Prices one step short of the retail level rose in February for the second straight month.
Figures released by the Labor Department show the Producer Price Index (PPI) for finished goods was up 0.7% last month following an advance of 0.2% in January. Economists at Briefing.com had projected a rise of 0.8%. For the 12 months ended in February, the PPI is up 1.7 percent -- the largest 12-month increase since a 2.3-percent rise in October 2012.
Energy leads the way
The February advance in the PPI was led by energy prices, which rose 3.0 percent%. The cost of gasoline accounted for most of this advance, jumping 7.2%. Rising prices for home heating oil and diesel fuel also were factors.
Prices for consumer foods helped take the sting out of the overall increase, falling 0.5% after rising 0.7% in January. Fresh and dry vegetable costs accounted for most of the decrease, falling 18.0%.
When the volatile food and energy sectors are stripped out, the “cor rate” of inflation was up 0.2% -- on target with economists' forecasts and the fourth consecutive advance. About 20% percent of the February increase can be traced to prices for pharmaceutical preparations, which were up 0.2%. An advance in the cost of plastic products also contributed to higher a higher core rate.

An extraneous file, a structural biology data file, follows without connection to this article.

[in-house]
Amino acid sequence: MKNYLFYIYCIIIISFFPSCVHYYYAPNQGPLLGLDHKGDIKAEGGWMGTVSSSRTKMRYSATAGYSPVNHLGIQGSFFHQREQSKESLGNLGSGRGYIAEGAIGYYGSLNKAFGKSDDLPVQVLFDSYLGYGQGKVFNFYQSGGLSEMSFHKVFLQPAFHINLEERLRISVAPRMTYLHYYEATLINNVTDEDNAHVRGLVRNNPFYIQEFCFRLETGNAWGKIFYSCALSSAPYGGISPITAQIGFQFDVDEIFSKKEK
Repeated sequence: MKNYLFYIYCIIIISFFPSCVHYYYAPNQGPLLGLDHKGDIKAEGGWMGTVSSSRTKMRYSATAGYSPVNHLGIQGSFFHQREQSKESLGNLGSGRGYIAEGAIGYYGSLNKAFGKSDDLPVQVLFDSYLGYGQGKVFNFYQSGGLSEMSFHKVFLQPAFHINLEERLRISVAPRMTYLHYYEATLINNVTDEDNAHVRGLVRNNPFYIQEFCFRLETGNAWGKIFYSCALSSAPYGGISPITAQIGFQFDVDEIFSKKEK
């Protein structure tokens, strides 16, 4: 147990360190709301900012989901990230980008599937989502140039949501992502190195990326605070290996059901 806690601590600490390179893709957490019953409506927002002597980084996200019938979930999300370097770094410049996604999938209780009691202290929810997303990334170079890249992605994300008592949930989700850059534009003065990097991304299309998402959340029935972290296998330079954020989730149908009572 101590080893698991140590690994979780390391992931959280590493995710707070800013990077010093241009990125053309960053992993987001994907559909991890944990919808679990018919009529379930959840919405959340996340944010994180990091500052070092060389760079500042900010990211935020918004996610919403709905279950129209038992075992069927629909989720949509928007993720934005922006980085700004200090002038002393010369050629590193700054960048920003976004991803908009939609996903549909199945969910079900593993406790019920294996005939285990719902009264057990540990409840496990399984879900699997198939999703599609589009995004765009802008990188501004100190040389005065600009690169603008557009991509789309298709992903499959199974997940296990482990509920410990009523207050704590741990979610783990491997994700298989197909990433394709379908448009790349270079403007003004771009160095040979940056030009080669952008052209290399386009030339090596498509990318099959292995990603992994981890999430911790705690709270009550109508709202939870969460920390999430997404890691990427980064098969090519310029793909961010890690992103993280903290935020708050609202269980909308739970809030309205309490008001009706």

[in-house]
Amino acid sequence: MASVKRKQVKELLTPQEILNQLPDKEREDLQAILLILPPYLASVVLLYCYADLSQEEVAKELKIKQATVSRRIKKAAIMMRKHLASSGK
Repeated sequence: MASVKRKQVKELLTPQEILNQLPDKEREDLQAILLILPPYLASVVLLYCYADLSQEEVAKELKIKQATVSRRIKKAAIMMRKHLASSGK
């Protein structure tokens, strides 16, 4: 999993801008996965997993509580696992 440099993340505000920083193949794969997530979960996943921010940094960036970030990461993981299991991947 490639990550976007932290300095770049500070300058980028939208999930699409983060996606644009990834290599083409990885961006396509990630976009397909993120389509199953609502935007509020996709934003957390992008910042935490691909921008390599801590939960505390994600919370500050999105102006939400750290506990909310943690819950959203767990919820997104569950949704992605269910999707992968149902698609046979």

Weekly jobless claims
Separately the government reports the number of people standing in the unemployment line during the week ending March 9 fell by 10,000 from the previous week as 332,000 people filed initial claims for jobless benefits. Economists at Briefing.com were calling for increase to 350,000. The previous week's figure was revised upward by 2000.
The 4-week moving average, which is less volatile and considered a more accurate gauge of the labor market, was 346,750 -- down 2,750 from the previous week's revised average of 349,500.